A question from the audience elicited discussion about whether there can ever be truly “independent sources.” The whole notion of independent sources, this questioner posed to the journalists, “is an oxymoron like jumbo shrimp or educational TV.” “Is there,” he wanted to know, “such a thing as an independent source?”
What follows are excerpts from the Watchdog conference that were either made in direct reply to this question or emerged out of other related discussions:
William Rashbaum: “There’s no way to maintain complete independence from your sources and still be really effective as a watchdog. But I think that we have to continually work to limit our dependence. And I think we have to do that in obvious ways, such as having many, many sources over as wide a range of areas and disciplines as possible, sources at the top of institutions as well as at the bottom in the trenches. Read absolutely everything you can get your hands on so you become as expert and knowledgeable about the area that you are covering, and just use your eyes, ears, and mind, rather than relying on what you’ve been told.”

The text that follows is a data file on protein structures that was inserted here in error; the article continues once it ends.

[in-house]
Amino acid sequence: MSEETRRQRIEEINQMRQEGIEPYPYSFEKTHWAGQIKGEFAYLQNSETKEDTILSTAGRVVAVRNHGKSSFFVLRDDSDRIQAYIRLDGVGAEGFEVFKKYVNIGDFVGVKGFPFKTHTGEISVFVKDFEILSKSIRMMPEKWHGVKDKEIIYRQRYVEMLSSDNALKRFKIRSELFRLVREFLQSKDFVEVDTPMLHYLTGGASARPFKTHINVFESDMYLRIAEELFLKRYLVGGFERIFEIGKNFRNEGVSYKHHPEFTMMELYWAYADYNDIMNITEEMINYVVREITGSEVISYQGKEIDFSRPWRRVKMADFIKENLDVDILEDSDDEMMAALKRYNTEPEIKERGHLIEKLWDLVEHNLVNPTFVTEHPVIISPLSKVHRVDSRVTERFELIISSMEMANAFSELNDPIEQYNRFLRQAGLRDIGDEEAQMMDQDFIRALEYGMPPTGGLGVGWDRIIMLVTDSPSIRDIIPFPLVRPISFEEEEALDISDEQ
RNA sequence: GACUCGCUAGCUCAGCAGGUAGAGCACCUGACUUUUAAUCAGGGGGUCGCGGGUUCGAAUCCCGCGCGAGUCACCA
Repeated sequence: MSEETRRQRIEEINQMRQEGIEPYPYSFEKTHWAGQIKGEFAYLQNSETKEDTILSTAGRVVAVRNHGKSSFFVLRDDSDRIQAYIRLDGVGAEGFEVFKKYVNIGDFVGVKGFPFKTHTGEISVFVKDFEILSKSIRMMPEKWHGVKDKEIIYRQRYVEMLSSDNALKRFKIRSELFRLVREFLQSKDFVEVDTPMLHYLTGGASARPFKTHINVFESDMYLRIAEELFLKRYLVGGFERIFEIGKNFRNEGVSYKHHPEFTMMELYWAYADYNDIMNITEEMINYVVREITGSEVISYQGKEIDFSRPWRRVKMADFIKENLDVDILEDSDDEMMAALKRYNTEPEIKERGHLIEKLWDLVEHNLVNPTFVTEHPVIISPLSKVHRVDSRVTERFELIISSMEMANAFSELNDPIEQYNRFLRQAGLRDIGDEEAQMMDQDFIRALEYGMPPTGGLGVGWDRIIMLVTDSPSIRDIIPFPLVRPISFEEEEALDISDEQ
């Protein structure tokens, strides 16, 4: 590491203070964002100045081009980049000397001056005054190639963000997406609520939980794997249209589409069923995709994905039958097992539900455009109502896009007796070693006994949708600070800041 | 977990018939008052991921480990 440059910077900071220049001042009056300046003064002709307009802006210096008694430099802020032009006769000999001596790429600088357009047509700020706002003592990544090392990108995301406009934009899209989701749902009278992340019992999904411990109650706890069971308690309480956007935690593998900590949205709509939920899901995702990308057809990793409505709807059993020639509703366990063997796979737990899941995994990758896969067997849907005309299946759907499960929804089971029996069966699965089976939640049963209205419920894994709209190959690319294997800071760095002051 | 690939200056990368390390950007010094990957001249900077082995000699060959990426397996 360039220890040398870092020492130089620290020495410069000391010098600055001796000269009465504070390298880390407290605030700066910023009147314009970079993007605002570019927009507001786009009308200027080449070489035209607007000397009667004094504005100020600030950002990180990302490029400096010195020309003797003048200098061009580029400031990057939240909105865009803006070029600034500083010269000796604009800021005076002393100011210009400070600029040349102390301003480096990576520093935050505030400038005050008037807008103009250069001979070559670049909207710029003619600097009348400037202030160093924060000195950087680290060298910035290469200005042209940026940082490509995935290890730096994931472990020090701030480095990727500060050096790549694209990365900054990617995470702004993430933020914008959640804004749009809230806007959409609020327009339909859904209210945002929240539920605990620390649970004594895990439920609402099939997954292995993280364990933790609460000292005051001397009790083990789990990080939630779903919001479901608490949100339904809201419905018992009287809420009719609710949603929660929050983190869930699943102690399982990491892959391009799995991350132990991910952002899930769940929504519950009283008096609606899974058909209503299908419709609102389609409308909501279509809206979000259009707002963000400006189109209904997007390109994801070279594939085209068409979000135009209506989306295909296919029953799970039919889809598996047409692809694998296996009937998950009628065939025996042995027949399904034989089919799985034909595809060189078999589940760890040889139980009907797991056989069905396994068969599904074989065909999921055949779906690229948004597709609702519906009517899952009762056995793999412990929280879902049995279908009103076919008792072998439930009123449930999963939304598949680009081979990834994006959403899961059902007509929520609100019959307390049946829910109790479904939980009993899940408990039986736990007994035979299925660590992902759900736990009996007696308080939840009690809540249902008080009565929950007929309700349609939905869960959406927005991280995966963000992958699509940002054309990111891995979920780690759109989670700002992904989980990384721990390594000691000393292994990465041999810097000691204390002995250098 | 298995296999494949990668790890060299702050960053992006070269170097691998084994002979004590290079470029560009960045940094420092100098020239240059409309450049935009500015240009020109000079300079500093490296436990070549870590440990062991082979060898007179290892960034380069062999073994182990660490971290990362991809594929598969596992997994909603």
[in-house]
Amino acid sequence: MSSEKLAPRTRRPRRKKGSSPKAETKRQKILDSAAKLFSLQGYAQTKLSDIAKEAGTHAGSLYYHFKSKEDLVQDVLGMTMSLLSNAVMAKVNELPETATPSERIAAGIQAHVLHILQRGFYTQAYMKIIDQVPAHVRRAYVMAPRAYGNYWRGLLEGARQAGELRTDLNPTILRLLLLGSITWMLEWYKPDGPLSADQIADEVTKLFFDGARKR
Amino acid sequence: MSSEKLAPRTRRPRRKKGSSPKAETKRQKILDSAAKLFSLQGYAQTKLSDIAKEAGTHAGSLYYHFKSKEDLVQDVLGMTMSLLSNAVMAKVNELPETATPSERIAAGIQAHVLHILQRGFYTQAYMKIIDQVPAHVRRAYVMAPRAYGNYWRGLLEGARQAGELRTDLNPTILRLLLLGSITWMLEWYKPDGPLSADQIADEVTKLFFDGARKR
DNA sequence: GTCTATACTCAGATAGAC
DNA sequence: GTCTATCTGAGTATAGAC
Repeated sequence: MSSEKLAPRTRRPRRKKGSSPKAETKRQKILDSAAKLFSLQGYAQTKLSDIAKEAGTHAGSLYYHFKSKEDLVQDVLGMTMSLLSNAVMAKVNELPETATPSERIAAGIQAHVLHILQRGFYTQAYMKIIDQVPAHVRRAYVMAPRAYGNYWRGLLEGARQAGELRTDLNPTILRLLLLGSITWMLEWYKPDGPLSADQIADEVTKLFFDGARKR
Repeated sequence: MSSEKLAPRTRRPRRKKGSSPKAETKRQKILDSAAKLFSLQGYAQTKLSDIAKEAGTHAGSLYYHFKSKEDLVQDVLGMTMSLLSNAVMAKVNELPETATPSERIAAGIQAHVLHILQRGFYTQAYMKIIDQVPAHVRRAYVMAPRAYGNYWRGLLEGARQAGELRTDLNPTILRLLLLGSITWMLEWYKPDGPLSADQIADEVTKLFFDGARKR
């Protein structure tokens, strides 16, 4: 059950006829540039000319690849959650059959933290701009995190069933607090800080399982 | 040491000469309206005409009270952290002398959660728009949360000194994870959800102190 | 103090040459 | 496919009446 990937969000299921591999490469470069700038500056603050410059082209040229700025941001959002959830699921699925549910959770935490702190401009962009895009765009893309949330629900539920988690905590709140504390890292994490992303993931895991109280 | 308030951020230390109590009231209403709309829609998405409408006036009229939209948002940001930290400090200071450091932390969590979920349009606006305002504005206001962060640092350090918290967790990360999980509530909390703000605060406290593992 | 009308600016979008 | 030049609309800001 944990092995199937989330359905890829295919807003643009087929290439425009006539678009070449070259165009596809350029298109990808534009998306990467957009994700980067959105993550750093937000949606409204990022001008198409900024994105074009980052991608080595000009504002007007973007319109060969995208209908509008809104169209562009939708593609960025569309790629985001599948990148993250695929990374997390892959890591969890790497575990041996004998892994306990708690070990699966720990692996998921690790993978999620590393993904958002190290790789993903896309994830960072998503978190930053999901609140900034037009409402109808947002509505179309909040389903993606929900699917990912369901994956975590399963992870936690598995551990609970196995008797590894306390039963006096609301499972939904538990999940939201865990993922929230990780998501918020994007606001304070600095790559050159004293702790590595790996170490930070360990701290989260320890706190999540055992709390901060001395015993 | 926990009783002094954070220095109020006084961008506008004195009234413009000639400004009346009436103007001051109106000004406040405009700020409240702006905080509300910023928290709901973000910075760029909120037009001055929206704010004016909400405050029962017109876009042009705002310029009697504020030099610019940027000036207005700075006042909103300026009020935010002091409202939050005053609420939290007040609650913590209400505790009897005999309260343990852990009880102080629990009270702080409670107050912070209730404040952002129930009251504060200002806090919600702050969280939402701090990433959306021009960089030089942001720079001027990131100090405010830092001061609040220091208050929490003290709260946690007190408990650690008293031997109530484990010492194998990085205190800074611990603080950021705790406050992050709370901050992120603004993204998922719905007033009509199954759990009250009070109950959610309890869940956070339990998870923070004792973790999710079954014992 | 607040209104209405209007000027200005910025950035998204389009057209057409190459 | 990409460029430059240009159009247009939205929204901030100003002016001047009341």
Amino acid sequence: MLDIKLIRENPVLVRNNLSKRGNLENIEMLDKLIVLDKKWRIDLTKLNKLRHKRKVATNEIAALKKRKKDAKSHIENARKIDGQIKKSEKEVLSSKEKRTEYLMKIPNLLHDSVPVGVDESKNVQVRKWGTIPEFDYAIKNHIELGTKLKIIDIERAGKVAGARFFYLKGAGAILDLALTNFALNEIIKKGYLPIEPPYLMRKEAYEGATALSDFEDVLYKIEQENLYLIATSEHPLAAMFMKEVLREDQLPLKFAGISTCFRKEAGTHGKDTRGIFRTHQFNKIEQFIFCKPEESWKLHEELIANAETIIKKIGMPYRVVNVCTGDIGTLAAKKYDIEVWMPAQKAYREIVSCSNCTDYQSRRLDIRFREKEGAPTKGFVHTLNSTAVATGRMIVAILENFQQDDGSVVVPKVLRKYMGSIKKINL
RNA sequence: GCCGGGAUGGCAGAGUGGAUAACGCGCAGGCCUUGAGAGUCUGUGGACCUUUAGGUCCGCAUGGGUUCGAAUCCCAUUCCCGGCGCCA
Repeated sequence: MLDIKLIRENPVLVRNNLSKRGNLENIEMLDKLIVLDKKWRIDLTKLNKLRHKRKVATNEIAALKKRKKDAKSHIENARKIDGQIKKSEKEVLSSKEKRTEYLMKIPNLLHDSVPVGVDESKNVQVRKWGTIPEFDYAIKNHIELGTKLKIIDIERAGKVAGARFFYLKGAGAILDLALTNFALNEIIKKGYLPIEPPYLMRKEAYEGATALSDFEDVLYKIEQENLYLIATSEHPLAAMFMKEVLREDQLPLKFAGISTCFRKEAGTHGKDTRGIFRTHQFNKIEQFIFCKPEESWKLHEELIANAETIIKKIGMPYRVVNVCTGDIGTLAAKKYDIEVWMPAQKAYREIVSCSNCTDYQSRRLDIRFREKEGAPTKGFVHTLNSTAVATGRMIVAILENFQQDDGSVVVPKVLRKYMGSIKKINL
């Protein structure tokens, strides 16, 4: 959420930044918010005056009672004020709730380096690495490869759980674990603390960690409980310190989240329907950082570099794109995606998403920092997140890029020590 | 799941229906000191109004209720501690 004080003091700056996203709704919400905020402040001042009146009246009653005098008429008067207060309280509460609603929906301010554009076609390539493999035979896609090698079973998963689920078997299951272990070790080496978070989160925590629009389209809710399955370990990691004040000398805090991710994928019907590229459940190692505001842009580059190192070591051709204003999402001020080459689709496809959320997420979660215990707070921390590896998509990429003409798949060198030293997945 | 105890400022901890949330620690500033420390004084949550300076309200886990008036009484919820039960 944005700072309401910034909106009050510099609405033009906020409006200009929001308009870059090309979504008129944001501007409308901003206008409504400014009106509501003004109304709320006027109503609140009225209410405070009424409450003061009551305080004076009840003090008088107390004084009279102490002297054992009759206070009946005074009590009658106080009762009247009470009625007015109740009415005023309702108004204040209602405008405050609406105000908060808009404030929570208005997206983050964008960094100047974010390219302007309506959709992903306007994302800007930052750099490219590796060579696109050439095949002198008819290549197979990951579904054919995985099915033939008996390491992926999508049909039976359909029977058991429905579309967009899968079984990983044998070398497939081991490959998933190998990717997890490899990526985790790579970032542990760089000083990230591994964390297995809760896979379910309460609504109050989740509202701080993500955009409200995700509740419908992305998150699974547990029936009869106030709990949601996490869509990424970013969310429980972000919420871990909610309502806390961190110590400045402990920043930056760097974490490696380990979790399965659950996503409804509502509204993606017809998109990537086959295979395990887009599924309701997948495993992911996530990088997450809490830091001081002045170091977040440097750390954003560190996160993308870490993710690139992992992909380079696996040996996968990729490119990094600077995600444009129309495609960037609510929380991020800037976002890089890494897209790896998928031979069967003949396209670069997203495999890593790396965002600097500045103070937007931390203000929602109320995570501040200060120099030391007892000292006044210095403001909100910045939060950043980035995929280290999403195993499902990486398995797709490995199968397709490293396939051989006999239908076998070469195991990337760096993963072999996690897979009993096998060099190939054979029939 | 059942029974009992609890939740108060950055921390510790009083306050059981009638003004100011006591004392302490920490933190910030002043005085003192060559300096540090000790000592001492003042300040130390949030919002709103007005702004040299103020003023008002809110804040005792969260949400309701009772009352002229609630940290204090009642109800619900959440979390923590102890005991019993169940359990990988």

Murrey Marder: “No, there is no such thing as an independent source, and the first thing a reporter should ask himself when he is talking to anyone whom he thinks may be a source is, ‘Why is this source talking to me? What is in it for him?’ First, I have to find out what is in it for him before I find what is in it for me….
“Now, some source may be discovered one day in Washington who comes in virginal robes and with a halo. But I certainly have never encountered him and I would never assume that any source is telling me the whole truth, because I don’t think the source knows the whole truth….
“I work from a premise which may be old-fashioned, and I hope it will become new-fashioned: that the source I am talking to does not know everything about the subject he’s talking about. Second, if he knows a great deal about it, why is he talking to me, and what is his point of view, and why is he selling it to me?”